Online Agreements Can Save You Money
Each decision about your online agreements is important because it will affect every one of your users. For example, it may seem like a good idea to use an online agreement that your users are not required to take any action to accept (often referred to as a “browsewrap” agreement). However, browsewrap agreements are much less likely to be enforceable than online “clickwrap” agreements that require users to click an “I accept” button. In a recent case, Zappos was sued by class-action lawyers representing Zappos’ customers after a security breach. The Zappos TOU included a provision that required arbitration in order to avoid costly class action lawsuits, but the court found that Zappos’ TOU were not enforceable because Zappo’s had used a browsewrap agreement.
Contrast the Zappos outcome with the outcome in Hancock v. AT&T. In that case, AT&T, the owners of U-verse, a telecommunications service that includes digital television, voice-over Internet protocol, and high-speed Internet, required customers who purchased the high speed Internet services to accept a clickwrap agreement which required arbitration of disputes. Plaintiffs argued that no contract was formed because the clickwrap agreement did not give customers notice of, or a meaningful opportunity to agree to, their terms. A federal Court of Appeals disagreed and found the clickwrap agreement was valid and enforceable.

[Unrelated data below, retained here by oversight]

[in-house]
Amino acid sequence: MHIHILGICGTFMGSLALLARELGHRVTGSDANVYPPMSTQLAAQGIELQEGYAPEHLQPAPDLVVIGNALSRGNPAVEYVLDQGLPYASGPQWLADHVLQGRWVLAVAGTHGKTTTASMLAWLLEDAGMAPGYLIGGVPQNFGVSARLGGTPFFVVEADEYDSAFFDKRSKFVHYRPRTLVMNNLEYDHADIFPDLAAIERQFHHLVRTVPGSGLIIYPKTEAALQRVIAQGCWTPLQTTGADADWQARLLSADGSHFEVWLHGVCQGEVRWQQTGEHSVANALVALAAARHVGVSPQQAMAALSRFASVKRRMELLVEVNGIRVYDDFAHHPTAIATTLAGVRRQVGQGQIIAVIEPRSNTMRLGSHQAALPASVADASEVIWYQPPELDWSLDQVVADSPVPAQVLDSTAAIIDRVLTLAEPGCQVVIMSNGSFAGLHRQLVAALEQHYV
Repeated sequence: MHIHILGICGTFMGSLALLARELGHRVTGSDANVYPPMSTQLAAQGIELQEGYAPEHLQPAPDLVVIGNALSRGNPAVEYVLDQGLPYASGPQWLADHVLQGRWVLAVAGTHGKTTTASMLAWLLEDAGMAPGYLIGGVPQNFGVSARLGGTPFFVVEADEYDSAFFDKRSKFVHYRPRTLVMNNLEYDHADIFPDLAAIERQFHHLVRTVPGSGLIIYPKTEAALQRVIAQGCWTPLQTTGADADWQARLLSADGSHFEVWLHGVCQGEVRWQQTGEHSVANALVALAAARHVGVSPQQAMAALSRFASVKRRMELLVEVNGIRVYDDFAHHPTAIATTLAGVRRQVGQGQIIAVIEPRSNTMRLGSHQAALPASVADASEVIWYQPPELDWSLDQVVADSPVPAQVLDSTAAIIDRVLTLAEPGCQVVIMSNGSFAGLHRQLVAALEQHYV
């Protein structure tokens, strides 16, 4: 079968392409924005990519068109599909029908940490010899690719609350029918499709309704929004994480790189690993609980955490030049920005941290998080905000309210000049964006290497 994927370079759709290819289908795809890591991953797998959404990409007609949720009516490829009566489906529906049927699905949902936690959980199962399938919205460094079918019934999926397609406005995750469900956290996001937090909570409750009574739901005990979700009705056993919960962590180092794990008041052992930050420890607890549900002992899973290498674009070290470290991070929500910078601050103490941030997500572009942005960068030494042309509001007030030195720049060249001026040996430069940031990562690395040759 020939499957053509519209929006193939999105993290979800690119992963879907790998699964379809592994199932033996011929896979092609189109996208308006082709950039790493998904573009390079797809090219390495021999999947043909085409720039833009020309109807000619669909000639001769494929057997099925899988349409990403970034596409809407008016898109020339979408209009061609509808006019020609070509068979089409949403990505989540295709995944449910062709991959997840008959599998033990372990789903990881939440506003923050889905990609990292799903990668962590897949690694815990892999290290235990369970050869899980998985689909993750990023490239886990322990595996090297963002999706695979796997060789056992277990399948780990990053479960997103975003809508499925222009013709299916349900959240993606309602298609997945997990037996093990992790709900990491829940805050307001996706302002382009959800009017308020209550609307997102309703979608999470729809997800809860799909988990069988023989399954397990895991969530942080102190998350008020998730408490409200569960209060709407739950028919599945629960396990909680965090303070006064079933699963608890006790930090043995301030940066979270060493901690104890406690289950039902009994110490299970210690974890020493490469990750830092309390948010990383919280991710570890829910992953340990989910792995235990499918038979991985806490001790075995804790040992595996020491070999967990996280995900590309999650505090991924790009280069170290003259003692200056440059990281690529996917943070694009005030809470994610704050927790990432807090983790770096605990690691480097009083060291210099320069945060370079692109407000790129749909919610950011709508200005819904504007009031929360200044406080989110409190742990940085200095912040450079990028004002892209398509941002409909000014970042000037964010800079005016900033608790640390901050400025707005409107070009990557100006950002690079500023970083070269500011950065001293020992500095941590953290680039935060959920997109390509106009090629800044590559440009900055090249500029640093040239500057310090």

Online Agreements Can Provide A Competitive Edge
Online agreements that are carefully drafted to address your company’s business model can prevent your competitors from engaging in certain types of competitive actions.
TOS can preclude competitive actions. Games company Blizzard Entertainment included a provision in its TOU that made it a breach for users to use third party bots in online games they purchased from Blizzard. When Ceiling Fan developed two bots that allowed users of Blizzard’s game to automate certain aspects of that game, Blizzard recovered $7 million from Ceiling Fan on the basis that sale of the bots was a “tortious interference” with the online agreement between Blizzard and its users.
TOS can require users to assign the copyright in content. Metropolitan Regional Information Systems, Inc. (“MRIS”) operates a multiple listing service that allows subscribers to upload their real estate listings, including photographs. MRIS included an irrevocable assignment to MRIS of ownership of all images submitted to the website by subscribers. MRIS successfully used this provision to prevent a competitive company from using images from the MRIS website.